The fastest way to get illegally evicted tenants back in

by | Jul 7, 2020 | Safer Renting

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People often ask me on training courses, “What’s the quickest way of getting an illegally evicted tenant back into their home?”

The answer is the TROs best friend “section 6 of the Criminal Law Act 1977”.

S6, for short, is a part of the legislation that makes it a criminal offence for a person to use force to enter a property, as it says in subsection 1:-

“Subject to the following provisions of this section, any person who, without lawful authority, uses or threatens violence for the purpose of securing entry into any premises for himself or for any other person is guilty of an offence, provided that—

(a) there is someone present on those premises at the time who is opposed to the entry which the violence is intended to secure; and

(b) the person using or threatening the violence knows that that is the case.”.

All very clear. It’s a criminal offence to use or threaten violence to enter a property but then below s (1) (a) we have Section 6 (1A) which states:-

Subsection (1) above does not apply to a person who is a displaced residential occupier or a protected intending occupier of the premises in question or who is acting on behalf of such an occupier; and if the accused adduces sufficient evidence that he was, or was acting on behalf of, such an occupier he shall be presumed to be, or to be acting on behalf of, such an occupier unless the contrary is proved by the prosecution”

By “Displaced residential occupier” they mean someone who has been illegally evicted, so in short, if a person with a lawful right of occupancy has been evicted without due process, they or anyone acting on their behalf, can break back in.

Safer Renting has an account with Richard, our locksmith to do just this sort of work. It’s a very common occurrence and an equally common resolution.

When I was TRO for Lewisham Council in South London we even had our own breaking and entering kit, in the form of a metal suitcase with foam cutaways, housing crowbar, hammer, screwdrivers and spare locks.

Many TROs across the land also have their own similar toolbox, although over the years ours sadly fell into misuse along with the effectiveness of my knees and the proliferation of UPVC doors, making a firm shoulder and a Dr Marten boot largely redundant.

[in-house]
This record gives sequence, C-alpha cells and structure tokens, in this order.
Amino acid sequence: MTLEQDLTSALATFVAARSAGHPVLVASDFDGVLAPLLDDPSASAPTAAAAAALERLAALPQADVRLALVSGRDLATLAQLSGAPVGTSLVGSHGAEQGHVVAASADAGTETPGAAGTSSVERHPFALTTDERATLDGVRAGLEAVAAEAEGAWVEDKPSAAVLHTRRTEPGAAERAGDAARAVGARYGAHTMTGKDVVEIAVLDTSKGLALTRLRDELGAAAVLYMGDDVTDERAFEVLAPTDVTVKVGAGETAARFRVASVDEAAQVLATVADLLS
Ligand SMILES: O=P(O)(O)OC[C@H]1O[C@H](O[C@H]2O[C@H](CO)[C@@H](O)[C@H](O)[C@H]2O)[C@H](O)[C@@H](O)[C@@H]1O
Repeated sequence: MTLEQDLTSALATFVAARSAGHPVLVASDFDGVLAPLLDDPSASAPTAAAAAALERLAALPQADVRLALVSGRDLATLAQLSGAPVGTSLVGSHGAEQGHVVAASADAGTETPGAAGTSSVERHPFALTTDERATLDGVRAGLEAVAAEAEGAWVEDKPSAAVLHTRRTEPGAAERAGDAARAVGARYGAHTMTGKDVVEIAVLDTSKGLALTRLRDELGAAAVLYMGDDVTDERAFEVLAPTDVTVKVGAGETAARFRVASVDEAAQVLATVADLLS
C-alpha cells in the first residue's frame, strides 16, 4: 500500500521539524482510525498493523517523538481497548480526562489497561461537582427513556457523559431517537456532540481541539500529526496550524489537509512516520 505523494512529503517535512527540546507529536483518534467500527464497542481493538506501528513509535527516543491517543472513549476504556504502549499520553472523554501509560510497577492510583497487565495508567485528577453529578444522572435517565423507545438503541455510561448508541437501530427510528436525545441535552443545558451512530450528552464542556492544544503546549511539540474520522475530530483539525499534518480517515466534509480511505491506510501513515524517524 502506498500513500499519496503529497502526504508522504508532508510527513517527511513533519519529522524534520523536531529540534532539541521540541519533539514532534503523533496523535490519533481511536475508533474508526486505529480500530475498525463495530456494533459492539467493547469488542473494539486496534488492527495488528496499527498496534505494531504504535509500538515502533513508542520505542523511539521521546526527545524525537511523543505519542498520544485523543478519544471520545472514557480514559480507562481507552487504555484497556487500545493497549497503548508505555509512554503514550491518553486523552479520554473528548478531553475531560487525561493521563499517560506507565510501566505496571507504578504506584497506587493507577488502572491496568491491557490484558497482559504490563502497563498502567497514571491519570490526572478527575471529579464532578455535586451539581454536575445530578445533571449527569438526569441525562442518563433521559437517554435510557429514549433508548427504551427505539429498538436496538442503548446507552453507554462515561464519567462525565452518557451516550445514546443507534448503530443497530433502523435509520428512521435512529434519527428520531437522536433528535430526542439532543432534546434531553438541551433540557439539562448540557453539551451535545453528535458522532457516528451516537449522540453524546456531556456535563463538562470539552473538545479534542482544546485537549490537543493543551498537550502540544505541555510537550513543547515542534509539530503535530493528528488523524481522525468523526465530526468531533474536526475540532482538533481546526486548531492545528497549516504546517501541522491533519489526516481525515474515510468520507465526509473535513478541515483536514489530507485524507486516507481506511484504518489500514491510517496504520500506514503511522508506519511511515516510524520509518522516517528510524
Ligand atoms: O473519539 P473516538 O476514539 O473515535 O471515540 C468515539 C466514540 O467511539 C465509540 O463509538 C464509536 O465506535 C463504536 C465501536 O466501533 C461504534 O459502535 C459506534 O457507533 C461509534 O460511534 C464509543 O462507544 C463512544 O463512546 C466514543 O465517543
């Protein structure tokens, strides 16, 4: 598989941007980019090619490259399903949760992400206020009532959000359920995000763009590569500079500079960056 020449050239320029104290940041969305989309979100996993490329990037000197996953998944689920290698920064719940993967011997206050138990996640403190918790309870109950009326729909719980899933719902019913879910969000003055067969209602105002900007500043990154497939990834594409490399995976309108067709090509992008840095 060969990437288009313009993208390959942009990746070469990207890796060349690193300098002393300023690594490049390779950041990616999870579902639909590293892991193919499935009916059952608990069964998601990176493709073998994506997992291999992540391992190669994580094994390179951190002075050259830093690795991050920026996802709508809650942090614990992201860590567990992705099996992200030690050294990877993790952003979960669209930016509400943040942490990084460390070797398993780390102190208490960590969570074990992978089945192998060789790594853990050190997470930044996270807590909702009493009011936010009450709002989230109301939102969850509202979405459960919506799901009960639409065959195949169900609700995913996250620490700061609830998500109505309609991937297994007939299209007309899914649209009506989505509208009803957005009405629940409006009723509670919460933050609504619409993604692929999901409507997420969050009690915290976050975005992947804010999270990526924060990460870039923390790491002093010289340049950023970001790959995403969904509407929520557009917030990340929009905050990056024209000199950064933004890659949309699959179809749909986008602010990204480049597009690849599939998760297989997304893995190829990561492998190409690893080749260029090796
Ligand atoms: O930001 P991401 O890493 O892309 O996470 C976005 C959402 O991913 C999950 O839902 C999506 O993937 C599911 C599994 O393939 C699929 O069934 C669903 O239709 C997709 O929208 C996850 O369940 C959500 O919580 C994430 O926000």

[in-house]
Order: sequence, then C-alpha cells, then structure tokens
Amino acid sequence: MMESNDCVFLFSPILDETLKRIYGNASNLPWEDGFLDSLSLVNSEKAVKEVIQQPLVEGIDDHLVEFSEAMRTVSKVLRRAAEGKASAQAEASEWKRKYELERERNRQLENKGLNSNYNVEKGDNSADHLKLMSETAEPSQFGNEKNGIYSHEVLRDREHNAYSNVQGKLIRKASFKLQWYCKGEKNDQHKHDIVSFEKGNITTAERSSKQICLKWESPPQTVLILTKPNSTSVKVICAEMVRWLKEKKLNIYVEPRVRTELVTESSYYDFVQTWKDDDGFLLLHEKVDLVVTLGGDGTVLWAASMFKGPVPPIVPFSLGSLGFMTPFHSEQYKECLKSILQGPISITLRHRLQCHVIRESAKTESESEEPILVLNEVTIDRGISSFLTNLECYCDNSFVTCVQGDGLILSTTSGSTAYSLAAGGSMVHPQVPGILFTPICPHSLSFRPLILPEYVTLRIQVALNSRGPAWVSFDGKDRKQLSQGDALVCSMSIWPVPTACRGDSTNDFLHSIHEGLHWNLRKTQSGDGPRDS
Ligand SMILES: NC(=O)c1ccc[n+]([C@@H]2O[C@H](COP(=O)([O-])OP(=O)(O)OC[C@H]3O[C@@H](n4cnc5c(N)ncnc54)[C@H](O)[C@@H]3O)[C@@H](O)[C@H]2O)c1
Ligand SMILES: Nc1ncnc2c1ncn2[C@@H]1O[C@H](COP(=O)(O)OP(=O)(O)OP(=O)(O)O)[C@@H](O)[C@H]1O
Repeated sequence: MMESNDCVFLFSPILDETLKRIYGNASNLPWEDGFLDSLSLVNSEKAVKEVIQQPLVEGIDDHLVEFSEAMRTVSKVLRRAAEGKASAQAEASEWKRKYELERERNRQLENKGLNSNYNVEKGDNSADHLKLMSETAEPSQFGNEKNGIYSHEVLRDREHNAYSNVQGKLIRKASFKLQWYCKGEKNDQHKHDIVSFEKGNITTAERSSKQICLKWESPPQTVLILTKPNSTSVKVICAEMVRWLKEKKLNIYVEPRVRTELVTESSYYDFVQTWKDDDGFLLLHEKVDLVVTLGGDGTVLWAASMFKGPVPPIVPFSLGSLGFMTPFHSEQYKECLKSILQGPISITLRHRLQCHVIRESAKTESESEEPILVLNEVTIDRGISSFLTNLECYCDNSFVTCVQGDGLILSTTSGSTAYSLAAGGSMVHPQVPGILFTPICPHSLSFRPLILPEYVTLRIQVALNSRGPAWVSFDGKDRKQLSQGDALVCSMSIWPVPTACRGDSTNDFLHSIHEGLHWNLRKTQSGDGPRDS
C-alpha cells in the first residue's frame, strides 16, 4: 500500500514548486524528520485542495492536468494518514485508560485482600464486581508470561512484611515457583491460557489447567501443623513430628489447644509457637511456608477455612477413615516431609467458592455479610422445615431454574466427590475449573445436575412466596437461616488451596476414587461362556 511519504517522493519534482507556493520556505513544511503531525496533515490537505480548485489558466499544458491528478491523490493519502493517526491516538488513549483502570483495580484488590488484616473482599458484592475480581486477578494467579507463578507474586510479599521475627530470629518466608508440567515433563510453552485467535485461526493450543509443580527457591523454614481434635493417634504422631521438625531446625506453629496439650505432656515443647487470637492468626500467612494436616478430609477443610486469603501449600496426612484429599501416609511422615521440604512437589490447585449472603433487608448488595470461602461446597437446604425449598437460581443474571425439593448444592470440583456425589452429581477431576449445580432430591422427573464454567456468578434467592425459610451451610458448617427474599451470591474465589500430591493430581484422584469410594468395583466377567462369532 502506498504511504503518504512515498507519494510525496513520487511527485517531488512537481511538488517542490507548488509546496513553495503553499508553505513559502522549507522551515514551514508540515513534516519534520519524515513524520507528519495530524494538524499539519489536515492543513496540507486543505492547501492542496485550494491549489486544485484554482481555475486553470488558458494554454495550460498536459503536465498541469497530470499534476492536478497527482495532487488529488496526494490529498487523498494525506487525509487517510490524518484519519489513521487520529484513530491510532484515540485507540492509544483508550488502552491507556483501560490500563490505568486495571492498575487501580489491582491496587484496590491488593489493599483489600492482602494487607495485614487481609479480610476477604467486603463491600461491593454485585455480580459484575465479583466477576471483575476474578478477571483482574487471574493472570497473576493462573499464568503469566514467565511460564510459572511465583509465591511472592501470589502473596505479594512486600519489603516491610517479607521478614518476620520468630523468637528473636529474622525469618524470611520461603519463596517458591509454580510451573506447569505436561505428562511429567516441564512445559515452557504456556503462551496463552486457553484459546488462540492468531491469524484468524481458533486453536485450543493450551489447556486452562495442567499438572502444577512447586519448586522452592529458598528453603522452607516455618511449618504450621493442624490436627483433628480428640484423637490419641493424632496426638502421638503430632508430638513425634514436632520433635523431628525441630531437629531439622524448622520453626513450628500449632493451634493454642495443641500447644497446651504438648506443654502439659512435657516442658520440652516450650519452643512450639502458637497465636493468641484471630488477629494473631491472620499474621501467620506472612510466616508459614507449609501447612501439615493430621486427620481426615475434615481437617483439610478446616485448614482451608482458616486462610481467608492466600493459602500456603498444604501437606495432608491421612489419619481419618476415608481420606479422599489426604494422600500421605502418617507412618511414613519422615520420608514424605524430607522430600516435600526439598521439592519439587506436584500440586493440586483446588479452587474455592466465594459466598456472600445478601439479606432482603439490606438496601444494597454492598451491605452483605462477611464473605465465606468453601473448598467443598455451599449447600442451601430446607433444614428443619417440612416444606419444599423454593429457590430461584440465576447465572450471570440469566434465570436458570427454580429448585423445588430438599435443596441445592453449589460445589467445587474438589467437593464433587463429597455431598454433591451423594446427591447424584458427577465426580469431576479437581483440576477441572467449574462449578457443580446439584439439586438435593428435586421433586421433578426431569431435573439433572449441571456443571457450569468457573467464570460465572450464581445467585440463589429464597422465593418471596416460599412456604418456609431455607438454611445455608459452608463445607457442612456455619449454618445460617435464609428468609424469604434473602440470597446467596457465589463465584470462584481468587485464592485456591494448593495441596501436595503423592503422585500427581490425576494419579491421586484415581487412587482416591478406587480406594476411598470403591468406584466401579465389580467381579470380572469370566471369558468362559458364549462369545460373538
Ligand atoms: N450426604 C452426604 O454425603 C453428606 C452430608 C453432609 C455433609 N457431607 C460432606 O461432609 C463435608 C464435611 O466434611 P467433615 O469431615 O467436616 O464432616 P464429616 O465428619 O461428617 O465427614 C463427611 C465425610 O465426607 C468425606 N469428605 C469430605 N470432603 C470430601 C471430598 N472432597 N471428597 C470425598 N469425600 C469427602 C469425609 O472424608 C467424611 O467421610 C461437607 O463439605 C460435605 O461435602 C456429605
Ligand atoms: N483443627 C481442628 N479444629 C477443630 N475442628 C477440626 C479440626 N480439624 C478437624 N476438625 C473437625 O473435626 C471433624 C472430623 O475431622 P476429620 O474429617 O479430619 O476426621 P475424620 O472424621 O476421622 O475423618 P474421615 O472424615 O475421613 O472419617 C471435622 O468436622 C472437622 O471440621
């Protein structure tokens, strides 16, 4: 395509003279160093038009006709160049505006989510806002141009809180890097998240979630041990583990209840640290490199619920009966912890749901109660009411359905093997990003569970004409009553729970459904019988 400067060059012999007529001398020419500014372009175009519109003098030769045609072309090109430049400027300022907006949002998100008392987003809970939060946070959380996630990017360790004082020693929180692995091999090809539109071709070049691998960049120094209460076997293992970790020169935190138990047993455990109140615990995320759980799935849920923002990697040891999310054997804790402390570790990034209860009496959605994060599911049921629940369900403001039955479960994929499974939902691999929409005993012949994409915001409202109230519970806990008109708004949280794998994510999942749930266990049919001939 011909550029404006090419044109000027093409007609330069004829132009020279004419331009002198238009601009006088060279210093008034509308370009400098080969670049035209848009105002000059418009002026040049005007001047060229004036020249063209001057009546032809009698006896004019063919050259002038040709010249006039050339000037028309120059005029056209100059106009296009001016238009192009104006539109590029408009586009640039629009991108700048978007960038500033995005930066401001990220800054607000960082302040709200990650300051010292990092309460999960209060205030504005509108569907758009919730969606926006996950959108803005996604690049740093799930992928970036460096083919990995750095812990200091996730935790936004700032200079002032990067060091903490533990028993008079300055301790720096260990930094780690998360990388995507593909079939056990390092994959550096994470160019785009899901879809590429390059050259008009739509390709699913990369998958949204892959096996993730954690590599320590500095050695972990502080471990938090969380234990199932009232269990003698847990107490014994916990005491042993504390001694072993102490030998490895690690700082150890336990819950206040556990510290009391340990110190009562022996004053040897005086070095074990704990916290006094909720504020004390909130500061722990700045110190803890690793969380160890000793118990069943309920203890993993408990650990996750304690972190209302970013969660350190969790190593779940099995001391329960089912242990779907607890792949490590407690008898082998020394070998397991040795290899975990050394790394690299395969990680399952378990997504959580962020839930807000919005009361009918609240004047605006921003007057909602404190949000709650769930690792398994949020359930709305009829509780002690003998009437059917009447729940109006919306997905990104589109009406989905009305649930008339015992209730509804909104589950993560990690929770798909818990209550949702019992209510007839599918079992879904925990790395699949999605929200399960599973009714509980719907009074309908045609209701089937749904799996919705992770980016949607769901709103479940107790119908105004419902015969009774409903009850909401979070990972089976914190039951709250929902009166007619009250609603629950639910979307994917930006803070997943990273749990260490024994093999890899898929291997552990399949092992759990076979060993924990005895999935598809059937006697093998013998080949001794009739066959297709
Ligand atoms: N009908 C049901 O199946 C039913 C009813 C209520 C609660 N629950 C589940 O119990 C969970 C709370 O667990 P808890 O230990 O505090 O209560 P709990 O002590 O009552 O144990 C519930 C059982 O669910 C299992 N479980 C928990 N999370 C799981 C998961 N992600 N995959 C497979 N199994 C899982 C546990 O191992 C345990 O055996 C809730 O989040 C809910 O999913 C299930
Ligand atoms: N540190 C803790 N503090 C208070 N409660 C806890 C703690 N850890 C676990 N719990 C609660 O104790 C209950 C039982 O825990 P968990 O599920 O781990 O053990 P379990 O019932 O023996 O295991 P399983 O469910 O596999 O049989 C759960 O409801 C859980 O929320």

I confess we are quite cautious about the use of s6 but on consideration, perhaps too cautious..

I have always been mindful of this line from subsection (1) (a) (Bear in mind subsection (1) (a) is not the same as (1A), details like this are important) :-

provided that—there is someone present on those premises at the time who is opposed to the entry which the violence is intended to secure”

So I have always been at pains to ensure that there was nobody inside the premises who could object but despite participating in an unknown number of s6 actions down the years, I have recently been revising my interpretation on a literal re-reading of the Act.

Subsection (1) (a), as mentioned there, refers to the fact that the use of force would be an offence if there was someone in the property objecting but subsection (1A) below it  clearly states:-

Subsection (1) above does not apply”, it doesn’t say “Subsection (1) above does not apply, apart from subsection (1) (a)”, which is the subsection referring to persons objecting.

Which suggests to me that if you are using force to re-secure accommodation for a displaced residential occupier, it doesn’t matter if there is someone inside objecting to the force being used because subsection (1) is redundant in illegal evictions.

So maybe I’ve always been too cautious after all.

Mind you, having said that, if there was someone inside objecting, your attempts to re-secure the accommodation could easily end up in a breach of the peace or even a fight and I’m acutely aware that Mrs Richard wouldn’t be too happy about him going home with a black eye and if my interpretation is not right, then the displaced occupier, or anyone acting on their behalf might be committing a criminal offence.

On this basis alone it’s always best to make sure the decks are clear before beginning.

Time is also an issue. If the tenant says they just popped down the shops, or to Barnard Castle to have their eyes tested and when they got back the locks had been changed, then there is a good chance that the property hasn’t yet been re-let but, as happens sometimes, a renter tells you they have been illegally evicted a month ago, you’d be advised to go carefully and do a fair bit of checking first, even if just for pragmatic purposes.

My preferred technique is to just call the landlord and ask if its been re-let.( call me old fashioned)

If they say “No” then Richard is on speed dial.

Check and double check, then act swiftly.

  By Ben Reeve-Lewis

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About Cambridge House Safer Renting

The Cambridge House Safer Renting team present the ‘go-to’ blog on the world of the Shadow Private Rented Sector.

We monitor the world of rogue landlord and agent activity, publicise developments, circulate innovative ideas, keep readers abreast of changes in laws and regulations, raising awareness of criminal trends and scams, celebrate successful actions and interview people working in the field, connecting up anyone involved, from tenants and their advisers, to enforcement officers, lawyers and journalists.

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